Harsh criticism emerged among Christians in Ceuta, the Spanish colonial enclave on the shore of Morocco, after a local Catholic priest allowed a procession of Hindus to enter a church sanctuary while bearing an idol of their elephant-god, Ganesha. In his statement about the incident, Bishop Rafael Zornoza Boy of Cadiz and Ceuta expressed his “deepest sorrow” that has “wounded, scandalized, or confounded the faith” of Christians. The vicar general of Ceuta, Rev. Juan José Mateos Castro, declared the statement, has been “duly reprimanded” for permitting the entry of the Hindu idol into a church. 

The incident occurred at the church of Santa María de África, the Patroness of Ceuta. 

Rev. Mateos, said the statement, has recognized that his error has caused injury to the faithful of the enclave. He has accepted his responsibility, and his resignation has been accepted by the bishop who he represented in Ceuta.

Seeking to explain his actions, Rev. Mateos said that he never sought that Christians would “venerate anything other than our one and true God.” His intention, said the priest, was to receive a gesture of respect in the form of a floral tribute that the Hindu community wished to make to Christians and to the Virgin Mary at the entrance of the sanctuary. However, Rev. Mateos decided to admit it into the church.

The statement from the diocese clarified that in no way does it diminish the demonstration of love on the part of the Hindu community to the Christians of Ceuta. The bishop expressed thanks for the cordial relations between the members of the various religious communities but remarked that Christians should be “more faithful to our Christian tradition.” Apart from Christians and the Sindhi Hindu community, there are also significant communities of Muslims and Sephardic Jews in Ceuta.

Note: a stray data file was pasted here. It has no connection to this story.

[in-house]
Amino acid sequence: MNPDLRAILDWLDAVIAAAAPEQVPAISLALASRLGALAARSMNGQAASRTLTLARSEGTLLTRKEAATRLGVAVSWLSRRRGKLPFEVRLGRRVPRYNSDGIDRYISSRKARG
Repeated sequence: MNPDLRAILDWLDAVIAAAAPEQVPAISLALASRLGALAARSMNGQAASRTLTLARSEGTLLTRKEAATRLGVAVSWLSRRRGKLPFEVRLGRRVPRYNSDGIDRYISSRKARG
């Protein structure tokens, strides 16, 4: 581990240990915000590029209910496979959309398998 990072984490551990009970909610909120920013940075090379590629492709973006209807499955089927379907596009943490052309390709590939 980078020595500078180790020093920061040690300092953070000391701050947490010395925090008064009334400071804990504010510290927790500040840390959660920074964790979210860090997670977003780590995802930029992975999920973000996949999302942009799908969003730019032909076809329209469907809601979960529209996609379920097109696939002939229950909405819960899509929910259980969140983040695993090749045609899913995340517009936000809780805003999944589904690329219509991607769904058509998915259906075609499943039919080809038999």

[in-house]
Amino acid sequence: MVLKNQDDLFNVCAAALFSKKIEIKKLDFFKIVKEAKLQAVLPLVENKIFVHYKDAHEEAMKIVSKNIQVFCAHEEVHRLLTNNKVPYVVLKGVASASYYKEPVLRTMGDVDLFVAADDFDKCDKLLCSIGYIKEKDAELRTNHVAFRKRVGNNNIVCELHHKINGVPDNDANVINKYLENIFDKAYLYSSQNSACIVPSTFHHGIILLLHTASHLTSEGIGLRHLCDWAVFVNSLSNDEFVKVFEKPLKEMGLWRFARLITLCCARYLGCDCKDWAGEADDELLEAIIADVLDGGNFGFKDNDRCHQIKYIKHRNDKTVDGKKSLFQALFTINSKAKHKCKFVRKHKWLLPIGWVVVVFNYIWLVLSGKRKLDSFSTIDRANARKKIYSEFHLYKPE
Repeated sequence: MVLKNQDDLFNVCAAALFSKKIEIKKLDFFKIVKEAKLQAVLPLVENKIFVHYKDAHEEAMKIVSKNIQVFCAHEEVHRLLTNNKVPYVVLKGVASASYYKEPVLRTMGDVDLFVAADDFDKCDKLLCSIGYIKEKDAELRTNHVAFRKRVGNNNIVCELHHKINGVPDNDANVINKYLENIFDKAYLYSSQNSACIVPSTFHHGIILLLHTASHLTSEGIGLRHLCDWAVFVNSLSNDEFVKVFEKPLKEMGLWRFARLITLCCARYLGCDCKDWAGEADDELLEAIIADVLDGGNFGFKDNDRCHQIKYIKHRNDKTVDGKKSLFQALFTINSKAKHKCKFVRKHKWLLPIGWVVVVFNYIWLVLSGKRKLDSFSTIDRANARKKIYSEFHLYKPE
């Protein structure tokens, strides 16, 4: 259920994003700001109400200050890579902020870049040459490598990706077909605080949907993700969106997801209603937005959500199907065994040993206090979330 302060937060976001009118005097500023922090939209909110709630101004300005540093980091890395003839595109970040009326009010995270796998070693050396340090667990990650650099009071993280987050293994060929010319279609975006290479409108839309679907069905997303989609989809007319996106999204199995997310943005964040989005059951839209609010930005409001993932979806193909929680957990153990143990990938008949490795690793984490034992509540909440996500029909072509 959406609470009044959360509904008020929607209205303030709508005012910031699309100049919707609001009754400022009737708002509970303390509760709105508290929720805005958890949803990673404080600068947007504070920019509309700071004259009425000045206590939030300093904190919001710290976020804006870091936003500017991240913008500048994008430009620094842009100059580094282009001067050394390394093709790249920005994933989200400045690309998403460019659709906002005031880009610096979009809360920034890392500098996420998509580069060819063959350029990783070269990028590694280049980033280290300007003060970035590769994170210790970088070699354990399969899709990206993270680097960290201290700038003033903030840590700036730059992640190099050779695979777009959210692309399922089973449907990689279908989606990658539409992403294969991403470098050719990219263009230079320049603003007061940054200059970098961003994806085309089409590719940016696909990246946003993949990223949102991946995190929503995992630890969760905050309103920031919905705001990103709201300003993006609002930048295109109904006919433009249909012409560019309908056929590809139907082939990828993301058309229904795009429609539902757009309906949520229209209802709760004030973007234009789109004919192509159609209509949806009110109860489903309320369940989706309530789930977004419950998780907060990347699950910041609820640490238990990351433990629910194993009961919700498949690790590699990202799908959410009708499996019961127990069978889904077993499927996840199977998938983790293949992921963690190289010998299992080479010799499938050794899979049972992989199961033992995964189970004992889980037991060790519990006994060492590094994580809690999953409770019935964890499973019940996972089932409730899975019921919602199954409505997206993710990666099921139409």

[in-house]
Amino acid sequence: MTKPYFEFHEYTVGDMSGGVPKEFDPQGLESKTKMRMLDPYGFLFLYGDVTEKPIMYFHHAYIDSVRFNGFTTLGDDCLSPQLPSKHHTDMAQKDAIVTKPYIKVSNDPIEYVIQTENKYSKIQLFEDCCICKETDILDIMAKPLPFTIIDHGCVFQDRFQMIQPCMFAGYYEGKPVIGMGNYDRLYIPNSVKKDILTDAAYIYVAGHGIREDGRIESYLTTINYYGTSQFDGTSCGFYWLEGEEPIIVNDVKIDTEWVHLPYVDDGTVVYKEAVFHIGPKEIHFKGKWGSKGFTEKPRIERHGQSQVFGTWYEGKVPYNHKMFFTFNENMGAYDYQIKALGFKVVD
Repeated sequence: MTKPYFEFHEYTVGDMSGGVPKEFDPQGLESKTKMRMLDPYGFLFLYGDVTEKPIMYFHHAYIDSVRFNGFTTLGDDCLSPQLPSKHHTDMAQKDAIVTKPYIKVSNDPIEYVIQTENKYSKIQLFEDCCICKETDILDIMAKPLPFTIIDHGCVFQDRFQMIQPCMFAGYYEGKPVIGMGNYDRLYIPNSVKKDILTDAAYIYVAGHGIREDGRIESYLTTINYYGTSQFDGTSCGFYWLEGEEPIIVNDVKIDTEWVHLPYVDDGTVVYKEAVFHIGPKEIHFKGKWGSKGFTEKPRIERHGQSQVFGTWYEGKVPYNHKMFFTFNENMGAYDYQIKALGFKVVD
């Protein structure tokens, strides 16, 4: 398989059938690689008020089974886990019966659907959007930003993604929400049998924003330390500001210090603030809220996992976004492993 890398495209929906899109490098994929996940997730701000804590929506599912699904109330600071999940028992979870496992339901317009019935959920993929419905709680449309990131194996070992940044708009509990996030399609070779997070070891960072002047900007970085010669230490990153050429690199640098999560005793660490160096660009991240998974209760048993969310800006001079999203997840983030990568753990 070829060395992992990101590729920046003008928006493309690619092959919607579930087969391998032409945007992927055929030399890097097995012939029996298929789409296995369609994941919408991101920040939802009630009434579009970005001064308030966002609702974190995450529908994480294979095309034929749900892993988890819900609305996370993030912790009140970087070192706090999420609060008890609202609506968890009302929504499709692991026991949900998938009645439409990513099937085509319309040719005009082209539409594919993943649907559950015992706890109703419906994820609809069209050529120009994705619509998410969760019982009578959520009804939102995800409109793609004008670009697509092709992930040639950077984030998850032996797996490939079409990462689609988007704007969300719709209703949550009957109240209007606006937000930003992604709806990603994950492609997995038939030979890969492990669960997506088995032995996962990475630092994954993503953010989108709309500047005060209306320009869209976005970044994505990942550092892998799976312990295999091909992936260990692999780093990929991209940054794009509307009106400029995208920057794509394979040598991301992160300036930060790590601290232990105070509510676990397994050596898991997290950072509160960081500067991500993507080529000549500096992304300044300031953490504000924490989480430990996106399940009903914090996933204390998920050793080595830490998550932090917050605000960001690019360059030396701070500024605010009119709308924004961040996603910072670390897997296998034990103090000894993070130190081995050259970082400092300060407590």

Ramesh Chandiramani, a leader of the Hindu community, said that he does not understand the bishop’s attitude toward the Hindu procession and qualified it as a “grave” offense. Chandiramani said that he remains shocked by the bishop’s remarks, while expressing solidarity with Rev. Mateos. The Hindu leader said that his community would hold a meeting to discuss the incident and offer a joint response. He said that his community is planning next steps.

Ceuta was conquered by the Portuguese in 1415, and passed into the hands of Spain in 1668. It lies just 14 miles away from the Spanish mainland. The other Spanish enclave on the African mainland is nearby Melilla, which was conquered by Spain in 1497. Both have been continually assailed by illegal immigrants who have vaulted over the barbed wire barriers or rushed checkpoints, seeking asylum in Spain and ultimately other European countries.
 

 

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Spero News writer Martin Barillas is a former US diplomat, who also worked as a democracy advocate and election observer in Latin America. His first novel 'Shaken Earth', is available at Amazon.

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